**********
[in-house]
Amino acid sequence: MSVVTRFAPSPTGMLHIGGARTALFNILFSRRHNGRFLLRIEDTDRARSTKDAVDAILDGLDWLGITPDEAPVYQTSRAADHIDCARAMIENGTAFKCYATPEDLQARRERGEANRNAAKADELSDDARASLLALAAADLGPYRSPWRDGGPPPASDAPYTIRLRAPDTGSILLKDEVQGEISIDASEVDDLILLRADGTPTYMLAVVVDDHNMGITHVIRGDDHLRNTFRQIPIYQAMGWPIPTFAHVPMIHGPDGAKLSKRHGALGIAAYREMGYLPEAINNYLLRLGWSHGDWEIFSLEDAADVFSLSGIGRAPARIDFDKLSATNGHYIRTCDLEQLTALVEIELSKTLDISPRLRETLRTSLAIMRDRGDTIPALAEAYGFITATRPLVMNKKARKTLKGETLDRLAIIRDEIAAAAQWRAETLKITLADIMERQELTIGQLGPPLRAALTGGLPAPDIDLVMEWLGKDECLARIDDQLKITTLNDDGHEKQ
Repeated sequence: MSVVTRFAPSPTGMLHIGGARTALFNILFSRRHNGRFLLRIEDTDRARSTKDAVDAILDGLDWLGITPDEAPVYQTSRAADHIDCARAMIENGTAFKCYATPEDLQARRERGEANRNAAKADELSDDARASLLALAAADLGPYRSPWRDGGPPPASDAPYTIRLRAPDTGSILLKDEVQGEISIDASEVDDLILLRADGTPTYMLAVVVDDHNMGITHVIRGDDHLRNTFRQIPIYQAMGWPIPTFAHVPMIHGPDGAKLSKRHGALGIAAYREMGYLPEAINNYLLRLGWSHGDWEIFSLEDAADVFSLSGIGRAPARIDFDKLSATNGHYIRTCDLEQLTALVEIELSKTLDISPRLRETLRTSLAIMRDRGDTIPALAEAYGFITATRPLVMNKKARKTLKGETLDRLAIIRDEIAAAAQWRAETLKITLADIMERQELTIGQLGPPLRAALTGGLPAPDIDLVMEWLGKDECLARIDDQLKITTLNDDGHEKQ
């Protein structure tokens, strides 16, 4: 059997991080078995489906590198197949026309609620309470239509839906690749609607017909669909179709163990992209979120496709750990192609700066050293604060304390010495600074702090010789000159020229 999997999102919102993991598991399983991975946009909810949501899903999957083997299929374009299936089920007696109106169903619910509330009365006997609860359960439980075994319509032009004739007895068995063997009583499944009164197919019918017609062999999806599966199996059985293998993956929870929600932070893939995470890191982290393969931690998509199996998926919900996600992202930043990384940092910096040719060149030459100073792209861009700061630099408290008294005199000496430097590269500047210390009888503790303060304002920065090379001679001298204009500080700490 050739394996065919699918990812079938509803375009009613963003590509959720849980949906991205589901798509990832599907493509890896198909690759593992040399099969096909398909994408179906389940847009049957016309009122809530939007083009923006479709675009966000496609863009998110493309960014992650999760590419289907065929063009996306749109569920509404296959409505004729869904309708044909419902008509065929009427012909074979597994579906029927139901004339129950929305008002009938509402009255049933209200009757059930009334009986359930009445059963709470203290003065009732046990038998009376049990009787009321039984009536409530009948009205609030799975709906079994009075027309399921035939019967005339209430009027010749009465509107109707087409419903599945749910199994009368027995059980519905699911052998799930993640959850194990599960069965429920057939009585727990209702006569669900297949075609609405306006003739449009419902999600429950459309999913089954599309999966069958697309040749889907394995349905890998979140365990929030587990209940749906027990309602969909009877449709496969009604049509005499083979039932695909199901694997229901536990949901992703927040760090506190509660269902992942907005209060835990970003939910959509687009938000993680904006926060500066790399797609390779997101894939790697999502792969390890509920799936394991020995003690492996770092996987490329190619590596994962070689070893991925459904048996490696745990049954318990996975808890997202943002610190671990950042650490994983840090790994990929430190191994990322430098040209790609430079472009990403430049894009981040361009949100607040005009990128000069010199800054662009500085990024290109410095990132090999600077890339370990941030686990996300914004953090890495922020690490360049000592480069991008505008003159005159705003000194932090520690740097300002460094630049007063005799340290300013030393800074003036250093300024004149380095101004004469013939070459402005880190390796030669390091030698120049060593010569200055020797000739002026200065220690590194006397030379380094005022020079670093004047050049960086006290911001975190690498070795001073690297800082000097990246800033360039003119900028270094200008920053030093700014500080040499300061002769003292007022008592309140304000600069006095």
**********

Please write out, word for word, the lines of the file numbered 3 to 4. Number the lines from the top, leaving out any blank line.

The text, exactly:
Repeated sequence: MSVVTRFAPSPTGMLHIGGARTALFNILFSRRHNGRFLLRIEDTDRARSTKDAVDAILDGLDWLGITPDEAPVYQTSRAADHIDCARAMIENGTAFKCYATPEDLQARRERGEANRNAAKADELSDDARASLLALAAADLGPYRSPWRDGGPPPASDAPYTIRLRAPDTGSILLKDEVQGEISIDASEVDDLILLRADGTPTYMLAVVVDDHNMGITHVIRGDDHLRNTFRQIPIYQAMGWPIPTFAHVPMIHGPDGAKLSKRHGALGIAAYREMGYLPEAINNYLLRLGWSHGDWEIFSLEDAADVFSLSGIGRAPARIDFDKLSATNGHYIRTCDLEQLTALVEIELSKTLDISPRLRETLRTSLAIMRDRGDTIPALAEAYGFITATRPLVMNKKARKTLKGETLDRLAIIRDEIAAAAQWRAETLKITLADIMERQELTIGQLGPPLRAALTGGLPAPDIDLVMEWLGKDECLARIDDQLKITTLNDDGHEKQ
């Protein structure tokens, strides 16, 4: 059997991080078995489906590198197949026309609620309470239509839906690749609607017909669909179709163990992209979120496709750990192609700066050293604060304390010495600074702090010789000159020229 999997999102919102993991598991399983991975946009909810949501899903999957083997299929374009299936089920007696109106169903619910509330009365006997609860359960439980075994319509032009004739007895068995063997009583499944009164197919019918017609062999999806599966199996059985293998993956929870929600932070893939995470890191982290393969931690998509199996998926919900996600992202930043990384940092910096040719060149030459100073792209861009700061630099408290008294005199000496430097590269500047210390009888503790303060304002920065090379001679001298204009500080700490 050739394996065919699918990812079938509803375009009613963003590509959720849980949906991205589901798509990832599907493509890896198909690759593992040399099969096909398909994408179906389940847009049957016309009122809530939007083009923006479709675009966000496609863009998110493309960014992650999760590419289907065929063009996306749109569920509404296959409505004729869904309708044909419902008509065929009427012909074979597994579906029927139901004339129950929305008002009938509402009255049933209200009757059930009334009986359930009445059963709470203290003065009732046990038998009376049990009787009321039984009536409530009948009205609030799975709906079994009075027309399921035939019967005339209430009027010749009465509107109707087409419903599945749910199994009368027995059980519905699911052998799930993640959850194990599960069965429920057939009585727990209702006569669900297949075609609405306006003739449009419902999600429950459309999913089954599309999966069958697309040749889907394995349905890998979140365990929030587990209940749906027990309602969909009877449709496969009604049509005499083979039932695909199901694997229901536990949901992703927040760090506190509660269902992942907005209060835990970003939910959509687009938000993680904006926060500066790399797609390779997101894939790697999502792969390890509920799936394991020995003690492996770092996987490329190619590596994962070689070893991925459904048996490696745990049954318990996975808890997202943002610190671990950042650490994983840090790994990929430190191994990322430098040209790609430079472009990403430049894009981040361009949100607040005009990128000069010199800054662009500085990024290109410095990132090999600077890339370990941030686990996300914004953090890495922020690490360049000592480069991008505008003159005159705003000194932090520690740097300002460094630049007063005799340290300013030393800074003036250093300024004149380095101004004469013939070459402005880190390796030669390091030698120049060593010569200055020797000739002026200065220690590194006397030379380094005022020079670093004047050049960086006290911001975190690498070795001073690297800082000097990246800033360039003119900028270094200008920053030093700014500080040499300061002769003292007022008592309140304000600069006095």